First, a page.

Scott Slade, WSB Atlanta Top Drive time radio program interviews
producer Larry Rosen about the launch of JAZZ ROOTS in Atlanta, GA.

You got the feeling Thursday afternoon at Benjamin E. Mays High School in Atlanta that if Al Jarreau taught class every day, scat would be on the core curriculum — somewhere between English and geometry — and the drop-out rate would be right around zilch.

Jarreau, 72, the legendary jazz and R&B singer and composer, dressed in cool cat black from head to foot, had an audience of about 250 teenagers in his very hip pocket the second he hit the stage. He started by congratulating them for showing up: “You got up this morning and decided to go to school and a lot of kids didn’t do that. ”

Then as he was about to deliver the U.S. Department of Education statistics that music students on average perform better academically than other students, he strayed onto a jazzy vocal riff about singing in a church choir that was so unexpected and giddy, the kids erupted with applause and laughter.

A few minutes and vocal riffs later, he was taking questions from the audience. The first: What inspired him? About three sentence into that answer, he was off singing again, this time a rendition of the first song he ever sang in public — in church — at age 5: “Jesus Wants Me For A Sunbeam.”

That’s how it went throughout an hour of instruction on the importance of an education that couldn’t have been hipper if it was staged in a jazz club. The 20-piece Mays Jazz Orchestra set the tone, opening the presentation with a bright, tight version of Miles Davis’ “Four” as Jarreau walked onto the stage.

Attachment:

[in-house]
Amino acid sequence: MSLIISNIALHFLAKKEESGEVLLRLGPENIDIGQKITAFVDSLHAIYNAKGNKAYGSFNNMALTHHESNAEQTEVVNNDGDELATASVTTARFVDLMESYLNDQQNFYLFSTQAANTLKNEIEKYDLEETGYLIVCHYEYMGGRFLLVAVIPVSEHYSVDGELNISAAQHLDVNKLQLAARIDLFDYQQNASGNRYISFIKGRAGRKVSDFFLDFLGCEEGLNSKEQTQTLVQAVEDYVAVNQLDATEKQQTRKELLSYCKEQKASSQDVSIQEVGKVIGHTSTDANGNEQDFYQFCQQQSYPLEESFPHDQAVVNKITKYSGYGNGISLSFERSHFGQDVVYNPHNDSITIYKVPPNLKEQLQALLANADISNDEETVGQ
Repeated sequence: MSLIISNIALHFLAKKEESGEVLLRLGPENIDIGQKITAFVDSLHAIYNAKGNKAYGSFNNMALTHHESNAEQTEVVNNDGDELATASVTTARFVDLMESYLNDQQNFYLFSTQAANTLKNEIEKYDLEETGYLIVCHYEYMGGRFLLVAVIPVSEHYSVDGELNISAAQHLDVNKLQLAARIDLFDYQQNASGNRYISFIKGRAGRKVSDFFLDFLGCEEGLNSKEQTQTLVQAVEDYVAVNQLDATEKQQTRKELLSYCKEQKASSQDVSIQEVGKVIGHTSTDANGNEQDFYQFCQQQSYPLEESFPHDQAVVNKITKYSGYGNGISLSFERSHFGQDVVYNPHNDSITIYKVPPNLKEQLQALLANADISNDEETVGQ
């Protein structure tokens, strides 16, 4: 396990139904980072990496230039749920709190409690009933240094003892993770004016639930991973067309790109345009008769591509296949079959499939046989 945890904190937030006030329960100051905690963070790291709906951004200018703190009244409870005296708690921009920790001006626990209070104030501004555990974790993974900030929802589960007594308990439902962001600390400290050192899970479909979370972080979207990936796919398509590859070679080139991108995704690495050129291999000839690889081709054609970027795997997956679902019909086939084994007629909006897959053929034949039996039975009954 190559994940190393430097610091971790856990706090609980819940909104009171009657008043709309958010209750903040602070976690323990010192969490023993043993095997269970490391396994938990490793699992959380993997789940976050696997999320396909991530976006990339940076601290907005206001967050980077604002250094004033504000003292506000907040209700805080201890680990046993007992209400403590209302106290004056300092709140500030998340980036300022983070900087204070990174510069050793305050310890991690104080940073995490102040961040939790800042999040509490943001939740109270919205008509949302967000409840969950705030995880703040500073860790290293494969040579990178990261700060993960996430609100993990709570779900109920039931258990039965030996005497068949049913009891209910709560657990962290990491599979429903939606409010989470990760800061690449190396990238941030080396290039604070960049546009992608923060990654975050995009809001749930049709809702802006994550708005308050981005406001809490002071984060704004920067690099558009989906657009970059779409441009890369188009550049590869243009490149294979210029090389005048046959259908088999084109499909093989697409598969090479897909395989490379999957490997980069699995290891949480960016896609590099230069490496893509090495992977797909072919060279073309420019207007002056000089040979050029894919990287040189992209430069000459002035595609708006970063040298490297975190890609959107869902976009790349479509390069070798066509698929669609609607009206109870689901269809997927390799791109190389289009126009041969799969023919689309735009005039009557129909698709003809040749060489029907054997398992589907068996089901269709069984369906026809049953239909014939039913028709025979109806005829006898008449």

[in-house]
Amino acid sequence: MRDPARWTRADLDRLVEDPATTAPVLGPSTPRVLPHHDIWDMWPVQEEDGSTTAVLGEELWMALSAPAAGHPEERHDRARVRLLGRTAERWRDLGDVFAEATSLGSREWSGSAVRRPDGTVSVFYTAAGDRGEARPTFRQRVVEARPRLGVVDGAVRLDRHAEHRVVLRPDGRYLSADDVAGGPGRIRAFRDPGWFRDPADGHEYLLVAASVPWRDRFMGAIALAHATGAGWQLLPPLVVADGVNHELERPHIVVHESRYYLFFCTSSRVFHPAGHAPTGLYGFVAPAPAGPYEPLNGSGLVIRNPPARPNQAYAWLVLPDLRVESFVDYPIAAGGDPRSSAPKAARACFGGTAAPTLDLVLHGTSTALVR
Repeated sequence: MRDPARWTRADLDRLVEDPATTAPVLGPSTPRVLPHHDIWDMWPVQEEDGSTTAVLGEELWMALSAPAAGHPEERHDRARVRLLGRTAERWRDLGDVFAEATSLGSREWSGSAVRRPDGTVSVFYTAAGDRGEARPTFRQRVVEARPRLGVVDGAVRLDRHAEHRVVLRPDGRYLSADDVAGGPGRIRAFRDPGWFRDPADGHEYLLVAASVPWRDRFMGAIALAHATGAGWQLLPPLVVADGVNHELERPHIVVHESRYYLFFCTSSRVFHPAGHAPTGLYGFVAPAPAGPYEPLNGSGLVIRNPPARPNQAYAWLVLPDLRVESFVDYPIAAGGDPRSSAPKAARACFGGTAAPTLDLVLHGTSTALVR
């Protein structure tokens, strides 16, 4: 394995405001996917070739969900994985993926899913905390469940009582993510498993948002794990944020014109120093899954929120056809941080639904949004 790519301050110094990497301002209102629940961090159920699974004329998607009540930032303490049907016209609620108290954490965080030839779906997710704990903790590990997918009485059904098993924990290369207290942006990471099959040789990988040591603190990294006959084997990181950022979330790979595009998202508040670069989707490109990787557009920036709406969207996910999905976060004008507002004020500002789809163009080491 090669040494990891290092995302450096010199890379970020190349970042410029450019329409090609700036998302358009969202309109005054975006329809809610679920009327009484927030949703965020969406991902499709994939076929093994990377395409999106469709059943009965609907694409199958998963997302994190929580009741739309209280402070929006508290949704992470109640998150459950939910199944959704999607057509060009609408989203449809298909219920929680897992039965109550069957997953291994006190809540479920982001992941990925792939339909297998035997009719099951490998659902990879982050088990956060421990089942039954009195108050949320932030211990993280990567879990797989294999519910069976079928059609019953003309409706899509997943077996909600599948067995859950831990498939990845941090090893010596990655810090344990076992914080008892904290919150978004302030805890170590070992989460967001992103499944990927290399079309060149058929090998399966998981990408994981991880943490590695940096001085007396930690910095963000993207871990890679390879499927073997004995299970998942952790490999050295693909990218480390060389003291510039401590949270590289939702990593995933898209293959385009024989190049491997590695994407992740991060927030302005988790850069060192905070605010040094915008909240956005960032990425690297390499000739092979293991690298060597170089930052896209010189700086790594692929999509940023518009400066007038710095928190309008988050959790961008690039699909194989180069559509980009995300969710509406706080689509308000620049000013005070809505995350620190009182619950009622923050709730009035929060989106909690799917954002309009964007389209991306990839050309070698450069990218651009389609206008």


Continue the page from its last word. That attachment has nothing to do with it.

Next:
The singer is in town for a performance Friday night at the Cobb Energy and Performing Arts Center, with Ramsey Lewis. His appearance at Mays was in connection with Clark University’s jazz radio station. WCLK’s “Jazz in the Classroom” program was created to introduce students to the history and role jazz has played in American and black culture.
Jarreau told the students to follow their passion, do what they love, whether it’s music or mathematics, but that it all starts with the bedrock of an education. He learned that lesson early from his father, a preacher, and his mother, who played piano for the church choir.

“My mother and father would have beat me bloody with a wet noodle if I had any ideas of not going to school,” he said.

The graduation rate last year was 74 percent at Mays, which has about 1,500 students. That’s compared to a graduation rate 52 percent at all APS schools. But it never hurts to drum the message in with the accompaniment of an orchestra.

Tyler Brown, a 16-year-old 11th grader who plays alto saxophone, said he was inspired by the singer.

“I like that they brought somebody here to talk to us who is such a success and doesn’t act like a superstar,” he said.